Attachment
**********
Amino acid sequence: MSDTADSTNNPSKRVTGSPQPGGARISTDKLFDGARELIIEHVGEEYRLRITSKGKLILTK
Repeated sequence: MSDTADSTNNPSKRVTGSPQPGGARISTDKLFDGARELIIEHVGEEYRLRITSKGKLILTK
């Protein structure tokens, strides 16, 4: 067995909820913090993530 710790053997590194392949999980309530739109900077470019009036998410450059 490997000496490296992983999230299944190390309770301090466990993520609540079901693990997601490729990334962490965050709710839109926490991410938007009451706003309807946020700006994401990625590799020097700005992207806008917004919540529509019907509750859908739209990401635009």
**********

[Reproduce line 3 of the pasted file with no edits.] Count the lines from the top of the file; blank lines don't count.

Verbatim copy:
């Protein structure tokens, strides 16, 4: 067995909820913090993530 710790053997590194392949999980309530739109900077470019009036998410450059 490997000496490296992983999230299944190390309770301090466990993520609540079901693990997601490729990334962490965050709710839109926490991410938007009451706003309807946020700006994401990625590799020097700005992207806008917004919540529509019907509750859908739209990401635009």